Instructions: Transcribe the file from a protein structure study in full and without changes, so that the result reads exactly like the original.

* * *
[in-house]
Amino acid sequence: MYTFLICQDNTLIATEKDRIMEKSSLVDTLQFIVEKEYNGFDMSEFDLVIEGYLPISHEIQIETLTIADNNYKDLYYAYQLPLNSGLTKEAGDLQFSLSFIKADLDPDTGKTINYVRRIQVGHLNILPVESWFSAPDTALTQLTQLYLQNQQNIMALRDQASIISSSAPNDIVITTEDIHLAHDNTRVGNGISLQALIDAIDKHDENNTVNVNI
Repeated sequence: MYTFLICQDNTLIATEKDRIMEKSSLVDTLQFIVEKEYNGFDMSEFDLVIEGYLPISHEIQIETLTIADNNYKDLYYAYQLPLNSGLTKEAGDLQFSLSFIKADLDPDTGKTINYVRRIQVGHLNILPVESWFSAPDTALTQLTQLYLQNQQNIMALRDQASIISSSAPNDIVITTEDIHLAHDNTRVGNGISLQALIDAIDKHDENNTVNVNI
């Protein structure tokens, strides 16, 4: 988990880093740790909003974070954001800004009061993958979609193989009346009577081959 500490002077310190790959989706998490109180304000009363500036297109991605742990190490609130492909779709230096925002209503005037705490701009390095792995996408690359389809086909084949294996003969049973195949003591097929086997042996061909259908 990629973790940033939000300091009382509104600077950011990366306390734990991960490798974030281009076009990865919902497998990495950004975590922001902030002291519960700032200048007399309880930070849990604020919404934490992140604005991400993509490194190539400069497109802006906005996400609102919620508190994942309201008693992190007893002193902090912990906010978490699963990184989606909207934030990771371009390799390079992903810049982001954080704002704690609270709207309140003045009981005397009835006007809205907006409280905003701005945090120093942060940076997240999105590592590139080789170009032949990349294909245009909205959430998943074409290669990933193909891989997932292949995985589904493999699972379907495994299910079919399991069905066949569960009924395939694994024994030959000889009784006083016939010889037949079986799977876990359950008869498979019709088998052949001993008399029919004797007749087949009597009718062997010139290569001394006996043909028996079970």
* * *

[in-house]
Amino acid sequence: MYTFLICQDNTLIATEKDRIMEKSSLVDTLQFIVEKEYNGFDMSEFDLVIEGYLPISHEIQIETLTIADNNYKDLYYAYQLPLNSGLTKEAGDLQFSLSFIKADLDPDTGKTINYVRRIQVGHLNILPVESWFSAPDTALTQLTQLYLQNQQNIMALRDQASIISSSAPNDIVITTEDIHLAHDNTRVGNGISLQALIDAIDKHDENNTVNVNI
Repeated sequence: MYTFLICQDNTLIATEKDRIMEKSSLVDTLQFIVEKEYNGFDMSEFDLVIEGYLPISHEIQIETLTIADNNYKDLYYAYQLPLNSGLTKEAGDLQFSLSFIKADLDPDTGKTINYVRRIQVGHLNILPVESWFSAPDTALTQLTQLYLQNQQNIMALRDQASIISSSAPNDIVITTEDIHLAHDNTRVGNGISLQALIDAIDKHDENNTVNVNI
């Protein structure tokens, strides 16, 4: 988990880093740790909003974070954001800004009061993958979609193989009346009577081959 500490002077310190790959989706998490109180304000009363500036297109991605742990190490609130492909779709230096925002209503005037705490701009390095792995996408690359389809086909084949294996003969049973195949003591097929086997042996061909259908 990629973790940033939000300091009382509104600077950011990366306390734990991960490798974030281009076009990865919902497998990495950004975590922001902030002291519960700032200048007399309880930070849990604020919404934490992140604005991400993509490194190539400069497109802006906005996400609102919620508190994942309201008693992190007893002193902090912990906010978490699963990184989606909207934030990771371009390799390079992903810049982001954080704002704690609270709207309140003045009981005397009835006007809205907006409280905003701005945090120093942060940076997240999105590592590139080789170009032949990349294909245009909205959430998943074409290669990933193909891989997932292949995985589904493999699972379907495994299910079919399991069905066949569960009924395939694994024994030959000889009784006083016939010889037949079986799977876990359950008869498979019709088998052949001993008399029919004797007749087949009597009718062997010139290569001394006996043909028996079970």